If fears about ‘doing it’ are stressing you out, here’s what you need to know.
One minute, the sight of your partner makes you want to put him out with the weekly garbage; the next, you might want to play a couple of rounds of naked Twister. Par for the course during pregnancy.
See, as your estrogen and progesterone levels rise, they cause changes in your body that boost libido. Estrogen in particular, which serves such pregnancy-related functions as boosting blood flow to your uterus (and to your entire pelvis), also increases vaginal lubrication and heightens sensitivity in your breasts and nipples.
It’s a righteous recipe for romance. But the same hormones can also conspire against you, especially in the beginning when nausea and fatigue can send you to bed for an entirely different reason. And toward the end, you may just feel too huge, unwieldy and, again, tired. (That’s why months four to six or so are often called the “honeymoon” trimester.)
So where does that leave you? The X factor in the sex equation is the relationship between your changing moods and your changing body: Just as every woman’s pregnancy is unique, so is every pregnant woman’s sex drive. If your spirit is willing but fears or misinformation are holding you back, this advice can help you relax.
Sex is usually safe.
If you do want to have sex, embrace the ubiquitous three-word Nike slogan. As long as your pregnancy is progressing normally, you can have sex as often as you like (some exceptions may include a history of miscarriage or preterm labor).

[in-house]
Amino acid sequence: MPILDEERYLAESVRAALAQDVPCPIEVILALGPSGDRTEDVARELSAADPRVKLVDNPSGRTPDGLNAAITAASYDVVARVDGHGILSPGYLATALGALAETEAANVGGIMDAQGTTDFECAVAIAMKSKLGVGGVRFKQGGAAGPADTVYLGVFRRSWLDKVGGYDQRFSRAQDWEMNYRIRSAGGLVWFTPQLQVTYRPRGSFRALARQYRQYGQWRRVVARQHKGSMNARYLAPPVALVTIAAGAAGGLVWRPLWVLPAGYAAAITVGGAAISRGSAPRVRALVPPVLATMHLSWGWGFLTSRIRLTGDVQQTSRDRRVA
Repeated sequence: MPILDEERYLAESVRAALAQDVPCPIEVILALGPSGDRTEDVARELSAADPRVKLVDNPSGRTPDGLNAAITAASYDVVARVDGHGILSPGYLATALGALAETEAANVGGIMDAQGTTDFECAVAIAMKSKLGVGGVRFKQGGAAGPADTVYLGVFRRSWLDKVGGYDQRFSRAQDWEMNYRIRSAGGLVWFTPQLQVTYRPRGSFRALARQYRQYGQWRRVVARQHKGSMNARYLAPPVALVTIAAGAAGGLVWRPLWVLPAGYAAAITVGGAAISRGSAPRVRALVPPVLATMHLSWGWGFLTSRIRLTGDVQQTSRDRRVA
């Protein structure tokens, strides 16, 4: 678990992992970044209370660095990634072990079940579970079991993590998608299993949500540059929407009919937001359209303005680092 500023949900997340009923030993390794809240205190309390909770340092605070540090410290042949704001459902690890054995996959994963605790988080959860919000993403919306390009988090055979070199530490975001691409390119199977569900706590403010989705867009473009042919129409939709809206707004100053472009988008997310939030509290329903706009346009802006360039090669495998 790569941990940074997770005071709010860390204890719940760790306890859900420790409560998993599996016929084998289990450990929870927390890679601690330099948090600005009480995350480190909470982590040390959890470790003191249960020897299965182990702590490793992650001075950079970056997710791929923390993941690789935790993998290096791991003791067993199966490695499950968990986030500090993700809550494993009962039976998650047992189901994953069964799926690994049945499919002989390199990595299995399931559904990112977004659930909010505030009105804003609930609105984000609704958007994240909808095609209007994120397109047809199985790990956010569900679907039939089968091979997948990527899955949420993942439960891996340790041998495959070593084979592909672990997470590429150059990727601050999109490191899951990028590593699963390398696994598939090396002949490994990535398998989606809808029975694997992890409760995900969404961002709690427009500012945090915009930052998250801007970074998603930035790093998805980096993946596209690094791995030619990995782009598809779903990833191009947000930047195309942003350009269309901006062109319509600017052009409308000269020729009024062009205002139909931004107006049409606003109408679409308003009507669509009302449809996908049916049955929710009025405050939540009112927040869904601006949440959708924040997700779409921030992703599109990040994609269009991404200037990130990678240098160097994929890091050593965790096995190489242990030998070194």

Be aware that it’s pretty common for some women to experience bleeding during intercourse, especially in the first trimester. This is caused by the normal swelling of capillaries in the cervix, which can burst when irritated during sex. While such spotting or bleeding is generally nothing to worry about, you should still mention it to your doctor or midwife.
What’s more, there’s typically no chance of hurting the baby during sex because the amniotic fluid and your cervix protect him. But one caution: If you have oral sex, your partner should not blow air into your vagina, as during pregnancy this can cause an air bubble to block a blood vessel.
Sex can still be comfortable.
The old standby missionary position for intercourse may not work for you now. Instead, try these options:
Spooning: Lie side by side with him behind you. This makes for more shallow penetration.
You on top: There’s no pressure on your belly, and you can control the speed and depth of penetration.
Side of the bed: You lie on your back on the edge of the bed with your knees bent and feet on the edge. He stands facing you. It’s like classic missionary, but he won’t be resting his body weight on you.
Living room love: Kneel on a couch with your belly facing the back of it; use your arms for support. He penetrates from behind.
You will have sex again after the baby comes.
Just be aware that with the sudden drop of estrogen after delivery, your libido can plummet and the lining of your vagina thins out, making intercourse feel like you’re losing your virginity all over again. This can be particularly true if you’re breastfeeding.
Most docs recommend that you wait six weeks until after giving birth (even for oral sex). The goals are to allow your body to heal, avoid infection and deal with any psychological or emotional issues you and your partner may be feeling. When you do venture back, it’s important to make your partner aware that you may need plenty of foreplay and possibly lubrication. Taking care of the baby for you whenever possible so that you can nap couldn’t hurt, either!